Rock ‘n’ Roll and Fast Cars Volume II

By Martyn Goddard. 2018 review by Guy Loveridge. All of us will have seen a Martyn Goddard photograph. Of...

Reid Railton, Man of Speed

By Karl Ludvigsen. 2018 review by James Loveridge. For much of the 1920s, 1930s and 1940s the World Land...

Aspects of Motoring History # 14

Published July 2018. 114 pages, colour cover, over 80 black & white illustrations and charts, softbound, and 16 pages of full colour. Contents:...

Aspects of Motoring History # 13

Published July 2017. 108 pages, colour cover, over 60 black & white illustrations and charts, softbound, and 8 pages of full colour. Contents: Obituary:...

SNAPSHOT 111: 1909 10hp Alldays & Onions

 

This photograph truly merits description as a ‘Snapshot’. The interloper distantly getting in on the act these days would be photo-shopped out, no doubt. One aspect of interest here is that this photograph, taken in 1966, dates from the beginnings of popular colour print photography. The car is a 1909 10hp Alldays & Onions which then was 57 years old, and a further 51 years now have elapsed since this occasion. So this moment was one roughly half way though the car’s existence.

The other observation, and a slightly uncomfortable one, is that the older man standing proudly by the front mudguard is one Cyril Comock, then a retired baker, and he had owned the Alldays since 1920 using it to deliver bread twice weekly, until the pinion in the rear axle broke in 1938. For quite a number of years now it has no longer been possible for the present day owner of any Edwardian car to meet up with a person who had such early, almost first-hand, ownership.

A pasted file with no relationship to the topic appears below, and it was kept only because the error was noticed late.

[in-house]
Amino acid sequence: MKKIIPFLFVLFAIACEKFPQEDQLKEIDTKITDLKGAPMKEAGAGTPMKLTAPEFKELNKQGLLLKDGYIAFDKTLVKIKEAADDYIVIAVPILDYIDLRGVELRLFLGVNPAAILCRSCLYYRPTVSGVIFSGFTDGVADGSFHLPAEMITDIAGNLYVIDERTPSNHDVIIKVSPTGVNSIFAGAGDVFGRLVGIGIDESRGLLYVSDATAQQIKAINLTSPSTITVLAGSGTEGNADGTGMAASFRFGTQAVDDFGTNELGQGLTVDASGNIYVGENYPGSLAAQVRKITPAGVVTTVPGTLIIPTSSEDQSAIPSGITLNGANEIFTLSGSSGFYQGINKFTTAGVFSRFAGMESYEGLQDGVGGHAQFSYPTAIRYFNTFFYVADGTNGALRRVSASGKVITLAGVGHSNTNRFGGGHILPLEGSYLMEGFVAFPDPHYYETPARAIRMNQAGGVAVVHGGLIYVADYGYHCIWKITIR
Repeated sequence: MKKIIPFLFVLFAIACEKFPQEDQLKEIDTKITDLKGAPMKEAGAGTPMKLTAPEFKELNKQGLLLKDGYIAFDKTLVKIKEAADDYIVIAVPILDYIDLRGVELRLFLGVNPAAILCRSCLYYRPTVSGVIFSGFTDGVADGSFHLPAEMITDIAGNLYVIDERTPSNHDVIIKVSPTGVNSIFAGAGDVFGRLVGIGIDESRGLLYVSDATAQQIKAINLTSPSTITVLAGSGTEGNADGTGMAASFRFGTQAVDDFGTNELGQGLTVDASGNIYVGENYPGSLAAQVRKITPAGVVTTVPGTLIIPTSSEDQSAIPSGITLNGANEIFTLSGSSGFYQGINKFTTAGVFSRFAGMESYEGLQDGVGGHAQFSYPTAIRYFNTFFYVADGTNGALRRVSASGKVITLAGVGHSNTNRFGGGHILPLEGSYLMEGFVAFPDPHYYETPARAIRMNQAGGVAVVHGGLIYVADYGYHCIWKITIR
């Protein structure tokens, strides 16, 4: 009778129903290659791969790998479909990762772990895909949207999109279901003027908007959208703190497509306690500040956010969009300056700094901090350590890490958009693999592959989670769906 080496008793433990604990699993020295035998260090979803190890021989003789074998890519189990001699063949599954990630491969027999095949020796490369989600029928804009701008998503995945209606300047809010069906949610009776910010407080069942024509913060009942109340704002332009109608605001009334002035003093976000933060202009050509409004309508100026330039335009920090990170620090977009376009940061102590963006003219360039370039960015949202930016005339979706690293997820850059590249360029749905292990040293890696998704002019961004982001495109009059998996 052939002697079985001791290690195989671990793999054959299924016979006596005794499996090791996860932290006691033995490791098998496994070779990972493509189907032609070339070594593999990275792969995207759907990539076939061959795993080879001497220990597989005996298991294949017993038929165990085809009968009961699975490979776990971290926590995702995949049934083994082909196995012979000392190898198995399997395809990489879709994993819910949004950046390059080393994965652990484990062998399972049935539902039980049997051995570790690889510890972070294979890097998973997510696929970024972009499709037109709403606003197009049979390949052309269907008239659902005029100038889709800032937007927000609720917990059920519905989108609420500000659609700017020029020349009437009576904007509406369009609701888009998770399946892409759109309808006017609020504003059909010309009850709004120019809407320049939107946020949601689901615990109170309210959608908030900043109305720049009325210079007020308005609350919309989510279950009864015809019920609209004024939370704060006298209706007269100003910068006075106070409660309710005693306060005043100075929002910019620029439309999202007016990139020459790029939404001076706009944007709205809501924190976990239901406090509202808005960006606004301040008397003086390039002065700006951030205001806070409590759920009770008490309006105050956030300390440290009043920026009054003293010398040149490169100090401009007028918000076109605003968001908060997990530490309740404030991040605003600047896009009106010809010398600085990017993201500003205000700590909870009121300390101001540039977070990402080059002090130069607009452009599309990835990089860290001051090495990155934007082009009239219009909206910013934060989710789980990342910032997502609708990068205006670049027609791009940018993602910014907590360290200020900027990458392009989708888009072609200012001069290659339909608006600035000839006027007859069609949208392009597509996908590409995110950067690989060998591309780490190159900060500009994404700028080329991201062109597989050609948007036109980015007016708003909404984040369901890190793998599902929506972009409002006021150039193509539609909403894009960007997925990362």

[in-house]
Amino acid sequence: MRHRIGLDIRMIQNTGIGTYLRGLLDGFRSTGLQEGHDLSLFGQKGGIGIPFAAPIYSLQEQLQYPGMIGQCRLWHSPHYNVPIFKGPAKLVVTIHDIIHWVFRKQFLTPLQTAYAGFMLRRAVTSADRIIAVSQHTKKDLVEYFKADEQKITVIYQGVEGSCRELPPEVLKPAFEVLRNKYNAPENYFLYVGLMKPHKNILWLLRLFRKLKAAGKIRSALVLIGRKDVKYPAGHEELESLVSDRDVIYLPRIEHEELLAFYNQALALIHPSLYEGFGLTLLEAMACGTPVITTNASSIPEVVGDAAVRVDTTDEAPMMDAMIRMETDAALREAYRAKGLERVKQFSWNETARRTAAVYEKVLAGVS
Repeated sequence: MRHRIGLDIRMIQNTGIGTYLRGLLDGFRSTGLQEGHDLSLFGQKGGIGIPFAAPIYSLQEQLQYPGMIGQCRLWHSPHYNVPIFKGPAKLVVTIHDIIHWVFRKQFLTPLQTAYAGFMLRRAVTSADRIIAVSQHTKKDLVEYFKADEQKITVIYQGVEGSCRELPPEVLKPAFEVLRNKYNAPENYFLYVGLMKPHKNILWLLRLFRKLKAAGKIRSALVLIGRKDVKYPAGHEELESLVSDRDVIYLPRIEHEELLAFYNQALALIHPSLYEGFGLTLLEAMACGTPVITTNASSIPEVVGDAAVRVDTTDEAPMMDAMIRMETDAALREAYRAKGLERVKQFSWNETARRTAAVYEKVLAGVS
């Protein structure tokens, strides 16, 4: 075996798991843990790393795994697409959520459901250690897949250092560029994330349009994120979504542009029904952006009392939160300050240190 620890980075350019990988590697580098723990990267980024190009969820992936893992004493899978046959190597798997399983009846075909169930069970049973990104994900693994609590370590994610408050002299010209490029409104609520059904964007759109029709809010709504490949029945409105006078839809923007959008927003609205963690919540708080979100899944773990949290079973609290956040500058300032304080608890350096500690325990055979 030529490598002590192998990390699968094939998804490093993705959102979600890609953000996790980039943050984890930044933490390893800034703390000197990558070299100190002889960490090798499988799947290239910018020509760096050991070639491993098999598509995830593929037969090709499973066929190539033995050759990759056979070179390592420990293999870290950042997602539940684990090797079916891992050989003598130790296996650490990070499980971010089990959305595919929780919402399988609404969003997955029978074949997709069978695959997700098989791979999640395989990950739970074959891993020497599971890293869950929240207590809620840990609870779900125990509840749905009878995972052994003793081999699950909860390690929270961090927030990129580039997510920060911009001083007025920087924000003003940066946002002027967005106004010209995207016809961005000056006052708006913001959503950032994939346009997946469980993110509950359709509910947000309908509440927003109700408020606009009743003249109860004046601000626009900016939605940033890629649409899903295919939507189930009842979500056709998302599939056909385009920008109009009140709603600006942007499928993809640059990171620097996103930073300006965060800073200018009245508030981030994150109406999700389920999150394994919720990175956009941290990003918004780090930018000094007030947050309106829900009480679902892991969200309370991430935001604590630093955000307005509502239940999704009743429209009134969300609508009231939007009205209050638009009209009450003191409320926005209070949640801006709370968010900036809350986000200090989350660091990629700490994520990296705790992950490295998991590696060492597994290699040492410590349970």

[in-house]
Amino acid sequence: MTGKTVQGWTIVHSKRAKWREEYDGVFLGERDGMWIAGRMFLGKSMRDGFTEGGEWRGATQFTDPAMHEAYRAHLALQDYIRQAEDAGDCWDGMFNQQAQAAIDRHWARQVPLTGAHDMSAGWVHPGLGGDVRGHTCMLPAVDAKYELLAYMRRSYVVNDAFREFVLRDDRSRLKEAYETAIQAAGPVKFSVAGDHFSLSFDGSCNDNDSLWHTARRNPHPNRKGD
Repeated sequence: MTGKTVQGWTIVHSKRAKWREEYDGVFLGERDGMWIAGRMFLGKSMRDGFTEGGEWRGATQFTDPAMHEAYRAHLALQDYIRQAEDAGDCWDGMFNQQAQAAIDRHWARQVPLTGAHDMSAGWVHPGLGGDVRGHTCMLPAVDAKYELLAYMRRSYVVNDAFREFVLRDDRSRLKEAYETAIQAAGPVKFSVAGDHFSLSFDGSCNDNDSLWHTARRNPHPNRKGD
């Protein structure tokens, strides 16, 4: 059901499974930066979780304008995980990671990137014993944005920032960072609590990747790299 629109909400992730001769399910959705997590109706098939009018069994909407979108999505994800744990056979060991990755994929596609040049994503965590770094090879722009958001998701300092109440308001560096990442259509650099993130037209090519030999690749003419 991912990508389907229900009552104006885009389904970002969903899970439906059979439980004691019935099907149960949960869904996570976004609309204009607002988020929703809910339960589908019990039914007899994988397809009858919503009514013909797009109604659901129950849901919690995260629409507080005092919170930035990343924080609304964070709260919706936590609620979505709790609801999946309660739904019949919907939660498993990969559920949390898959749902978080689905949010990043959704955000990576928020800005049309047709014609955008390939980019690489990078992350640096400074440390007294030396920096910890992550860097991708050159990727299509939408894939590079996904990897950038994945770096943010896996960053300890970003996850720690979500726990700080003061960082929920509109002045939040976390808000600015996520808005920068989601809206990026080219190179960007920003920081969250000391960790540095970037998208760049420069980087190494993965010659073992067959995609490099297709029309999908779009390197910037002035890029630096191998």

The setting is Badminton, Gloucestershire, one imagines Mr Comock’s home village, and the other man with his young son is the then-owner of the Alldays, Tony Sherriff of Feock near Truro in Cornwall. It seems that up to that time, the Somerset-registered car had been in the West Country throughout: in a recent VCC list, it appears in Irish ownership.

Very typical of a light-to-medium sized touring car of its day, and conventional in specification, the 10hp Alldays had a twin cylinder engine of 95 x 115mm bore and stroke (1631cc), and a little unexpectedly, a four-speed gearbox, this with gate change. Tony Sherriff claimed 25 mpg and a modest 25 mph ‘on the flat’.


2 responses to “SNAPSHOT 111: 1909 10hp Alldays & Onions”

  1. Norman Painting says:

    I recently put into book form what remained of the Alldays & Onions car production records, and although I have sent copies out to Australia and New Zealand, I do not know anyone interested in the UK.
    I published a book in 2002 “Alldays & Onions A Brief History”.

  2. Peter MacDonald-Card says:

    I used to own an Alldays & Onions delivery box-tricycle in the 1960s. It was the first time that I had come across the somewhat strange combination of names. I have often mused that a vehicle like this will always outlive its custodians, but what will be the useability of cars like this on the open road in another 50 years’ time?

Leave a Comment

Your email address will not be published.